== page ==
I’m going to answer these questions on behalf of my younger son. He’s 17 now, but I remember well when he was in kindergarten and first grade. One of his favorite books was Skippyjon Jones by Judy Schachner. I read to him and his older brother every night, and when it was his turn to pick, more often than not, he would pick Skippyjon Jones or two of the other books we had by the same author–Skippyjon Jones in the Doghouse or Skippyjon Jones in Mummy Trouble. He loved it when someone would make up voices for the characters, and I remember him trying to make up voices himself. These books were the first books he enjoyed reading, and I am grateful that his kindergarten teacher in South Carolina gave him a copy when we moved to Michigan in the middle of his kindergarten year.

Reading out loud to them was a precious time I will always remember. Each boy would usually want to be on one of my knees, and they would want to make sure the book was equally in view of both of them. It was a time my attention was solely focused on them and a time their attention was solely focused on me. I’ve recently become familiar with a song that illustrates how fast this time went for me–a song called Blink by the group Revive.
Here are the lyrics.

“Teach me to number my days
And count every moment
Before it slips away
Take in all the colors
Before they fade to grey

I don’t want to miss
Even just a second
More of this

It happens in a blink, it happens in a flash
It happens in the time it took to look back
I try to hold on tight, but there’s no stopping time
What is it I’ve done with my life?

It happens in a blink
It happens in a blink

When it’s all said and done
No one remembers
How far we have run
The only thing that matters
Is how we have loved

I don’t want to miss
Even just a second
More of this

It happens in a blink, it happens in a flash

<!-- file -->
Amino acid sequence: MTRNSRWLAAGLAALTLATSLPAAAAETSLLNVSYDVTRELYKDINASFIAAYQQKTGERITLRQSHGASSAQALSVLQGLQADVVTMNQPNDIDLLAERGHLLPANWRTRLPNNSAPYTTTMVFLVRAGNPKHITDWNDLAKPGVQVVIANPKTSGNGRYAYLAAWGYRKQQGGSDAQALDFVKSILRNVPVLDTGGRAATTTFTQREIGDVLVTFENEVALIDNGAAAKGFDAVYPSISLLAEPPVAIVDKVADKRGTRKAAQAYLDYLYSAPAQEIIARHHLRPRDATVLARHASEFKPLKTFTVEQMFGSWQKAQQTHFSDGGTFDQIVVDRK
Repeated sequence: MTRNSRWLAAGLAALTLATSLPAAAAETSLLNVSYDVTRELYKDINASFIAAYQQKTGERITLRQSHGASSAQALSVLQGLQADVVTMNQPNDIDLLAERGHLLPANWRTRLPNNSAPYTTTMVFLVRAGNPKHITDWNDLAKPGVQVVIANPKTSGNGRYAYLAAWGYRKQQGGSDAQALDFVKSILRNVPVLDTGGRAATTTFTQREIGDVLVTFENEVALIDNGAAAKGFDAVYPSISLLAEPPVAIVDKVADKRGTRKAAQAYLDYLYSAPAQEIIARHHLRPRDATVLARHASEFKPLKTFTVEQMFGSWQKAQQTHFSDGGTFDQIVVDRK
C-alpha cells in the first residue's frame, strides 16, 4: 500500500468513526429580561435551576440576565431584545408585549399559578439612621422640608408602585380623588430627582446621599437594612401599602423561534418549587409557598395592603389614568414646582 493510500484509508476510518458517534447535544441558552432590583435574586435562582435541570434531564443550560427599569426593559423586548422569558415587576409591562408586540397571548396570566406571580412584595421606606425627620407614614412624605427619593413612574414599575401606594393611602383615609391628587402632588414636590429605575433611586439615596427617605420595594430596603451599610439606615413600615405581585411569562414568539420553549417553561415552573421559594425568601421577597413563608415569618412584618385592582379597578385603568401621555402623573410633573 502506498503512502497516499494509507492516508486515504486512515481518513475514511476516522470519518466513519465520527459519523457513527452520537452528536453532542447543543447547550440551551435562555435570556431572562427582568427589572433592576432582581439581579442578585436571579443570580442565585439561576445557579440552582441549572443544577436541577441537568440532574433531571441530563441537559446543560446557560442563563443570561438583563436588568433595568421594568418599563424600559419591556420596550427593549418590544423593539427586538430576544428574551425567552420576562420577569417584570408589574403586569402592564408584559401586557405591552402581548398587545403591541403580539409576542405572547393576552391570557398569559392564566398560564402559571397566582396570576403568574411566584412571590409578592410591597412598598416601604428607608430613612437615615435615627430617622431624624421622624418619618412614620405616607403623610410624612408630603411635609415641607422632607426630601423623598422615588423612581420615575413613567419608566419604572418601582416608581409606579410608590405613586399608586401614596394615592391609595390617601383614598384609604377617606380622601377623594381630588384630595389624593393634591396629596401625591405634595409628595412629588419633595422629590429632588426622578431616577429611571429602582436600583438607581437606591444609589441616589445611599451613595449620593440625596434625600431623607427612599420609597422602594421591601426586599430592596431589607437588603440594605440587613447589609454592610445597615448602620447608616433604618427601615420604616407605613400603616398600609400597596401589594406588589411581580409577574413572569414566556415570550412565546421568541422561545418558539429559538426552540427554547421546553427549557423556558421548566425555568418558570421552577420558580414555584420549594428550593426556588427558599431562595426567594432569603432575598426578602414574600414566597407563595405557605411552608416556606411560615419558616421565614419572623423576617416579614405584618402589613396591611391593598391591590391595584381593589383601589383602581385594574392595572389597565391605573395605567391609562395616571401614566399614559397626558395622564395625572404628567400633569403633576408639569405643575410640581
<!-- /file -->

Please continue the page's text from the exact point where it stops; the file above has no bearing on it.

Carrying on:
It happens in the time it took to look back
I try to hold on tight, but there’s no stopping time
What is it I’ve done with my life?

It happens in a blink
It happens in a blink
It happens in a blink
It happens in a blink

Slow down
Slow down
Before today becomes
Our yesterday

Slow down
Slow down
Before you turn around
And it’s too late

It happens in a blink, it happens in a flash
It happens in the time it took to look back
I try to hold on tight, but there’s no stopping time
What is it I’ve done with my life?

It happens in a blink, it happens in a flash
It happens in the time it took to look back
I try to hold on tight, but there’s no stopping time
What is it I’ve done with my life?

It happens in a blink
It happens in a blink
It happens in a blink
It happens in a blink”

When we are in the middle of those periods with small children, it seems like they will never end with all the teaching and molding of character, with the preparation and cleaning of meals, with the washing of laundry, with…everything, but in the blink of an eye, they are over, and we don’t know where the time went. In two years, my nest will be empty, and I will be in the next phase of my life. My sons and I still read a book together at Christmas, but it’s different now. They don’t fit in my lap anymore, and I’m the one that’s about to go to bed. They are young men now, and we have a strong bond. A bond was established when they were small children, and we were reading together every night. My fondest hope is they will remember those times when they have children of their own and read to them.

Hope everyone has a great day!